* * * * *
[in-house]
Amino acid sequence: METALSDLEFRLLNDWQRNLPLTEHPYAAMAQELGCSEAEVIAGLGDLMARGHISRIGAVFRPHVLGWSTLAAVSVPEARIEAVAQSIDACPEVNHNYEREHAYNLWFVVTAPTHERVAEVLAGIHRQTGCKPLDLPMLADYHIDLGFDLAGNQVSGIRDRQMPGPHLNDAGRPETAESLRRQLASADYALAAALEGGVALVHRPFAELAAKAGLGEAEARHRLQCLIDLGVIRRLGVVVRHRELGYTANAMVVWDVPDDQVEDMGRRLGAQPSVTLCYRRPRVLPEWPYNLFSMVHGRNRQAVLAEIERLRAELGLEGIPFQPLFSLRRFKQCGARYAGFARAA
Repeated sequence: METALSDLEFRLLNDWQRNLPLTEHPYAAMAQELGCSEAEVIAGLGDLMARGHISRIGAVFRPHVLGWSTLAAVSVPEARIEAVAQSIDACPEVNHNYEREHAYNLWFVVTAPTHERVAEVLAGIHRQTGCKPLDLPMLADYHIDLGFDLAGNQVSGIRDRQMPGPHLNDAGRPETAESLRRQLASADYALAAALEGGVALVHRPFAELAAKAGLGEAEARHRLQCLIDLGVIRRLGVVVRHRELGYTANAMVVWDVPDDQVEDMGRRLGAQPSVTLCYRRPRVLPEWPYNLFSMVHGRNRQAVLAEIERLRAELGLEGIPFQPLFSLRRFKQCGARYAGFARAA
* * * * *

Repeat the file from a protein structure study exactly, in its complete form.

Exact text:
[in-house]
Amino acid sequence: METALSDLEFRLLNDWQRNLPLTEHPYAAMAQELGCSEAEVIAGLGDLMARGHISRIGAVFRPHVLGWSTLAAVSVPEARIEAVAQSIDACPEVNHNYEREHAYNLWFVVTAPTHERVAEVLAGIHRQTGCKPLDLPMLADYHIDLGFDLAGNQVSGIRDRQMPGPHLNDAGRPETAESLRRQLASADYALAAALEGGVALVHRPFAELAAKAGLGEAEARHRLQCLIDLGVIRRLGVVVRHRELGYTANAMVVWDVPDDQVEDMGRRLGAQPSVTLCYRRPRVLPEWPYNLFSMVHGRNRQAVLAEIERLRAELGLEGIPFQPLFSLRRFKQCGARYAGFARAA
Repeated sequence: METALSDLEFRLLNDWQRNLPLTEHPYAAMAQELGCSEAEVIAGLGDLMARGHISRIGAVFRPHVLGWSTLAAVSVPEARIEAVAQSIDACPEVNHNYEREHAYNLWFVVTAPTHERVAEVLAGIHRQTGCKPLDLPMLADYHIDLGFDLAGNQVSGIRDRQMPGPHLNDAGRPETAESLRRQLASADYALAAALEGGVALVHRPFAELAAKAGLGEAEARHRLQCLIDLGVIRRLGVVVRHRELGYTANAMVVWDVPDDQVEDMGRRLGAQPSVTLCYRRPRVLPEWPYNLFSMVHGRNRQAVLAEIERLRAELGLEGIPFQPLFSLRRFKQCGARYAGFARAA